Keeping a light on for Scotland

Scotland now has two Unions to choose from - isolation and economic crisis with the UK run by Boris Johnson, or independence in Europe with the solidarity of a global A-Team, argues former MEP Alyn Smith.
David N. Anderson

By Alyn Smith

Alyn Smith is a Scottish National Party MP and former MEP

12 May 2021

As foreign affairs lead at Westminster for the Scottish National Party (SNP), I have launched ‘Project No Surprises’ to explain to people outside of Scotland what is happening in our dynamic and exciting politics.

There are plenty people trying to misrepresent what is happening, I want our European friends especially to know the truth.

We had elections in Scotland last Thursday and Scotland uses the same electoral system as the Deutsche Bundestag so we have a fairer system than Westminster.

Nicola Sturgeon’s SNP won. Scotland has, yet again, proven our European spirit. With the Scottish Greens it is an unarguable fact that there is a fair and square majority for independence in the Scottish Parliament.

Had we only used the (rubbish) Westminster first-past-the-post system, the SNP winning 85 percent of the seats would translate to 552 out of 650 seats at Westminster. As it is the two pro-independence, pro-EU parties have 72 seats of 129.

So what now? We get back to fighting the pandemic and the economic crisis it has caused. The SNP can form a minority administration as we did before, or in coalition with the Greens, that is not for me to speculate upon.

"There will, in due course, be a referendum on independence. The UK government is opposed to this but I hardly need tell people in Brussels that Boris Johnson is hardly known for his ideological consistency"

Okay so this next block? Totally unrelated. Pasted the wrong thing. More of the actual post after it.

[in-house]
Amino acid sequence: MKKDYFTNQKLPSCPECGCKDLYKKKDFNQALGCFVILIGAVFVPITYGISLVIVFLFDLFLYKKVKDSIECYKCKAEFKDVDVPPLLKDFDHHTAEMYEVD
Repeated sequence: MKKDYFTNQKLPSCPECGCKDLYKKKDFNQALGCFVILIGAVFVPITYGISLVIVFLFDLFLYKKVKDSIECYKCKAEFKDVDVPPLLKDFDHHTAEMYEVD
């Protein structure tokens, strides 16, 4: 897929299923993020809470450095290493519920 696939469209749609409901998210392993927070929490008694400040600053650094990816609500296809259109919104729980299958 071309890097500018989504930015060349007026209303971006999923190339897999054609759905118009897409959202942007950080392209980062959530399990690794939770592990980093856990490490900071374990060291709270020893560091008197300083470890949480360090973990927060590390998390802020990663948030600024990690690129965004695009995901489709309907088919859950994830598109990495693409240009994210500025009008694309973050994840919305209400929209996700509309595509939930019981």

We have plenty to do, the Climate Crisis has not gone away and needs urgent action, and of course Scotland hosts COP26 later this year in Glasgow.

But there will, in due course, be a referendum on independence. The UK government is opposed to this but I hardly need tell people in Brussels that Boris Johnson is hardly known for his ideological consistency.

The referendum will not be tomorrow, but it is when, not if, no amount of Tory bluster can disguise that.

If the UK has become a state where democratically elected parties are prevented from implementing their manifesto, then the UK is in a worse place than we feared, and it underlines even more strongly why we want to choose a different, European path.

The arguments of the 2014 independence referendum have changed because the circumstances have changed, sometimes in ways that help the pro-independence side, sometimes in ways that need to be explained to a public still reeling from COVID and its consequences.

In my district, Stirling, an area the same size as Luxembourg, we are massing the pro-independence parties and organising ourselves to have discussions in every community we represent, because this is the big shot, independence has never been closer.

"If the UK has become a state where democratically elected parties are prevented from implementing their manifesto, then the UK is in a worse place than we feared, and it underlines even more strongly why we want to choose a different, European path"

Having been thrown out my first Parliament in Brussels and Strasbourg, I’m working really hard to be thrown out of my second!

We did of course have that referendum on independence in 2014, and 55 percent of voters said no, preferring to stick with the UK on the basis it guaranteed EU membership, economic prosperity and respect within the UK Union.

Brexit has changed everything, Scotland now has two Unions to choose from - isolation and economic crisis with the UK run by Mr Johnson, or independence in Europe with the solidarity of a global A-Team.

We don’t ask anyone outside of Scotland to solve our problems, I’d ask only that you keep a light on for Scotland to find our way home.

Read the most recent articles written by Alyn Smith - Fighting the good fight for Scotland

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